Private Practice: The core Family Practice Faculty members are partners in a real private practice, with residents working as junior associates. You witness up close the details of real practice: the hiring and firing of staff, purchasing equipment, training needs, billing and working with insurances, finding needed resources, and so on. This day-to-day work in a real-life private practice, along with our excellent 3-year Practice Management Curriculum, is one reason that so many of our graduates have felt comfortable setting up their own solo practices. This is very unusual in our day. Our Electronic Medical Record is mature, started 10 years ago, and is fully integrated with the large regional health system hospitals, labs, and x-ray, for smooth patient care and coordination.
Behavioral Health: Our Behavioral Health and Psychiatry Curriculum is one of the few in the country to meet the Recommendations for Psychiatric Training in Family Medicine from the American Psychiatric Association. Our residents learn to handle whatever mental health problems are thrown their way in real practice. This really is the level of training in mental health problems that is needed in practice.
Global Medicine: Rural Family Medicine training is ideally suited for work in the Third World. Many residents are excited about our Global Medicine Elective in Honduras, under the direction of our own Dr. Thomas Ball. Each year, Dr. Ball takes residents and VCU medical students to an ongoing clinic site in the mountains of Honduras. Our VCU connection has expanded this opportunity to include the Dominican Republic and Ghana in West Africa.
Our Patients: Our patients represent our area – a broad range of people: from the poverty and mountain culture of Appalachia on our western side, to the well-off of the winery and horse country to our east. We have patients who are farmers and builders and teachers, and many others who work in the high tech defense and security consulting and computer industries of the Virginia suburbs of D.C., as well as professors from the area colleges. Rich or poor, working or unemployed, locals and immigrants, educated or needy disabled: Our region’s demographic closely resembles that of the U.S. as a whole. There is social and ethnic diversity, and Spanish language skills are helpful. We care for patients not just in the office, hospital, and nursing home, but also in patient homes, an adolescent medicine school clinic, university sports medicine clinic, three public health clinics, and a free clinic.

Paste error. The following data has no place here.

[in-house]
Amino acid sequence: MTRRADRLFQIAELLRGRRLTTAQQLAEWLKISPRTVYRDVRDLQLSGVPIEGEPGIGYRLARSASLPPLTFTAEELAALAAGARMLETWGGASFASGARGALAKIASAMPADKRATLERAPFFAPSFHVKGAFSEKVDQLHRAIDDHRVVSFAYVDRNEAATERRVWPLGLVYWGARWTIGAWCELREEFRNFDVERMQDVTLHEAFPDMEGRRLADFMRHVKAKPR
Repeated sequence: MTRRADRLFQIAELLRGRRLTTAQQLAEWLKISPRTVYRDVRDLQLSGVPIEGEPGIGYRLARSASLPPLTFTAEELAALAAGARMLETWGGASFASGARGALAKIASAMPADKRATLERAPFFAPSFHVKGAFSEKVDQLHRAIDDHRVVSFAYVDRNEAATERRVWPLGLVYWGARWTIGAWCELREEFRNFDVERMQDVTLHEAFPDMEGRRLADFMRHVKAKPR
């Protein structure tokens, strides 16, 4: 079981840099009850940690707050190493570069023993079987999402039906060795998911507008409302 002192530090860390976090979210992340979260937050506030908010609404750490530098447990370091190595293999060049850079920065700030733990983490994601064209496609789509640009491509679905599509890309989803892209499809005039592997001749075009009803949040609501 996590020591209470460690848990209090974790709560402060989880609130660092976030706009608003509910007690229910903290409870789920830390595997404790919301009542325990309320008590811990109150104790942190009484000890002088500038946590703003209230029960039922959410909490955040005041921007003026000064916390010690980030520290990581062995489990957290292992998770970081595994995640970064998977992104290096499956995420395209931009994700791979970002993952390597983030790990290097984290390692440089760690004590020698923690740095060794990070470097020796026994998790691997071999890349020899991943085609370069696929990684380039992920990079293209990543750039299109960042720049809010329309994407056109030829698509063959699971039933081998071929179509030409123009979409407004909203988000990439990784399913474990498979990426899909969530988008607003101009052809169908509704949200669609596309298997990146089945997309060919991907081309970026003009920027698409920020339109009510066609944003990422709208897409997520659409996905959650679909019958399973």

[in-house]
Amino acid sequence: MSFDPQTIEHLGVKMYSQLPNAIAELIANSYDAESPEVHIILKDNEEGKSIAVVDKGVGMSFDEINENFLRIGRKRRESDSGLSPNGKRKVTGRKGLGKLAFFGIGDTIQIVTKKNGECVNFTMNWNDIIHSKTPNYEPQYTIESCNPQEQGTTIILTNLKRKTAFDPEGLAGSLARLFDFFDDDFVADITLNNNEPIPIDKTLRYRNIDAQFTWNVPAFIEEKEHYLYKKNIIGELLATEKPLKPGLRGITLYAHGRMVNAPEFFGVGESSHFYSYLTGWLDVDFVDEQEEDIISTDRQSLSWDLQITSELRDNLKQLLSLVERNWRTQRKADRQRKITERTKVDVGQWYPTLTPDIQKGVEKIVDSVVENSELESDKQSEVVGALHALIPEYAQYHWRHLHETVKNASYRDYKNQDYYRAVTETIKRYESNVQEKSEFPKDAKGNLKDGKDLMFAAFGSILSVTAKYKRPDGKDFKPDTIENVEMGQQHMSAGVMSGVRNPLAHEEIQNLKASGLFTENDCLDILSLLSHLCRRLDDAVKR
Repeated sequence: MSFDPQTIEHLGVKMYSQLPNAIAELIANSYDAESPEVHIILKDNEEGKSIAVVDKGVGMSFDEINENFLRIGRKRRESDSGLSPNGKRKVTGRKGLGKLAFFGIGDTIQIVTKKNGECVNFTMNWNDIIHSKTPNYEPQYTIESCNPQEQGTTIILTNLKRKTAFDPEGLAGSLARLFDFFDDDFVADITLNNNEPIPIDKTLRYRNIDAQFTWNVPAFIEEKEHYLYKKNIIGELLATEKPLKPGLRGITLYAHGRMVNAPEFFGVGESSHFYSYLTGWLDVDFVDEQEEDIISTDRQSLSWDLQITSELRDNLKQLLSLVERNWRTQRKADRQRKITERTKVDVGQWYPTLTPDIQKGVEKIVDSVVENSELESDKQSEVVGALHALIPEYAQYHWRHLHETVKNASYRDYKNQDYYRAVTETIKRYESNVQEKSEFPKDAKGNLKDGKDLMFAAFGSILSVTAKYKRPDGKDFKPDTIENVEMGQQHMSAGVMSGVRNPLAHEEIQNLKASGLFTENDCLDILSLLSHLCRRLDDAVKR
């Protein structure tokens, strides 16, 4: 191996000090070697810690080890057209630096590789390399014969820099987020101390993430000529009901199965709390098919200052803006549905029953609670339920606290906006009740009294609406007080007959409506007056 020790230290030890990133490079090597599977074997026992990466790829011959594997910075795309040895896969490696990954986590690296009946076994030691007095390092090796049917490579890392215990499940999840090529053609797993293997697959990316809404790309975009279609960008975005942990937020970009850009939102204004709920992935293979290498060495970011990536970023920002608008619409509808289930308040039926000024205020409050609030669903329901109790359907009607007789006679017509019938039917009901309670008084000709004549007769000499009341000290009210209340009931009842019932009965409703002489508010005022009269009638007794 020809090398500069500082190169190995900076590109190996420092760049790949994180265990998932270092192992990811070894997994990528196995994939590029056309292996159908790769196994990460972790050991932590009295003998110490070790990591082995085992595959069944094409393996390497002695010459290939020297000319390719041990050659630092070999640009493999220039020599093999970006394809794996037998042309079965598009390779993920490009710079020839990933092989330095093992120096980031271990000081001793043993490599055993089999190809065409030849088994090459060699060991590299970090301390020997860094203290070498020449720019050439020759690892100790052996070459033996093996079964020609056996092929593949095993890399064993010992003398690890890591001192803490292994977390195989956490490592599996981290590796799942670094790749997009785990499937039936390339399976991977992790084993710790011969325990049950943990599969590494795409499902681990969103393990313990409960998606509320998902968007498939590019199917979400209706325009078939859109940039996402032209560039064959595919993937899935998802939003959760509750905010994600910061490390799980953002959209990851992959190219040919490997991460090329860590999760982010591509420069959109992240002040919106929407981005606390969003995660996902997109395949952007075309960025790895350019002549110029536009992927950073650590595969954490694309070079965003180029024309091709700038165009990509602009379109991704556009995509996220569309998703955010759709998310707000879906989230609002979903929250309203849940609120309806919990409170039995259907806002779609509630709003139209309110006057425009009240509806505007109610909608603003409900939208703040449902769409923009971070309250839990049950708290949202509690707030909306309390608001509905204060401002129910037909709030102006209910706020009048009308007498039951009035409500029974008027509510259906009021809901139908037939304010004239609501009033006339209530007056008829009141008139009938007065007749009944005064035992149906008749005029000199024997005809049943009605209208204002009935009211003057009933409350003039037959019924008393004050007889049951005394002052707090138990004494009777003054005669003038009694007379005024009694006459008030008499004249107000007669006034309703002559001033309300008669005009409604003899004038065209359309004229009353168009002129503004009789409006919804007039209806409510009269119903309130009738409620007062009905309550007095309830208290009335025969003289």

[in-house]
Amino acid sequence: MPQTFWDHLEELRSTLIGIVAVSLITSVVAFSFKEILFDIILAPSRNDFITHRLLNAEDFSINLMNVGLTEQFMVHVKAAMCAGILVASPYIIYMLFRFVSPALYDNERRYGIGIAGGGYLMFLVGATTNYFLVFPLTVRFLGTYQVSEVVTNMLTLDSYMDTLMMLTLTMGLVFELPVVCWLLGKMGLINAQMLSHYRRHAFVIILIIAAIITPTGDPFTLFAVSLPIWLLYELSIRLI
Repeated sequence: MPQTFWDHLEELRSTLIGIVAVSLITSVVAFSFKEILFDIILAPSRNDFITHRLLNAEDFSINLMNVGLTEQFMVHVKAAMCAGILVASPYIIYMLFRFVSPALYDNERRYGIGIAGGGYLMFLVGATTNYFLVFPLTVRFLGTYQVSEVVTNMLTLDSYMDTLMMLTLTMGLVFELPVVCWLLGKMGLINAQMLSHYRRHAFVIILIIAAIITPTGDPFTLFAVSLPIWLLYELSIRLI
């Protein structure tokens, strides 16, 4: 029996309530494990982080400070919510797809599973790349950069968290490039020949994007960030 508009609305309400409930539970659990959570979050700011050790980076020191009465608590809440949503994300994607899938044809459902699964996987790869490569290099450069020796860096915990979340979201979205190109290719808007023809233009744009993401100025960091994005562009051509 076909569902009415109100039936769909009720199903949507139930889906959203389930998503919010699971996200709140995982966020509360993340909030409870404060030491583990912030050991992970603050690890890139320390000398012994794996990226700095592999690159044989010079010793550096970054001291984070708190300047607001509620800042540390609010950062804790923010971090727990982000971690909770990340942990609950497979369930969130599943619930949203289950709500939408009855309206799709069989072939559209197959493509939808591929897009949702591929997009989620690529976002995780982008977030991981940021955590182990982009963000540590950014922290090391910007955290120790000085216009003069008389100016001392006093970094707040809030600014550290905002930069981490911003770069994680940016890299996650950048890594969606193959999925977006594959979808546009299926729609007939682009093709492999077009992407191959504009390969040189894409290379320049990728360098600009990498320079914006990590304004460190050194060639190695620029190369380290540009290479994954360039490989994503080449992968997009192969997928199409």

Academics: Our academic training is excellent. Board review begins in the first year and continues all three years. Our program’s unique level of management of complex patients without immediate specialist backup allows our residents to have a deeper than usual knowledge of complicated medical problems. For several years, each class of residents has scored above the national average for their training year on the In Training Exam of the American Board of Family Medicine. Our D.O. residents also score in the top percentiles on the yearly In-Service Exam of the American College of Osteopathic Family Physicians. Our program and faculty and residents have won numerous awards and honors (see Awards and Research page). This may surprise some, as we are a small program. Our residents and faculty regularly present at national and international conferences, and most residents get published. Most of our core Family Practice Faculty have completed teaching fellowships, gaining advanced teaching skills for this clinically-based, practical group. Our close academic affiliation with the MCV/VCU School of Medicine affords our residents many learning opportunities with our fellow VCU programs, and additional resources, support and academic training for our faculty.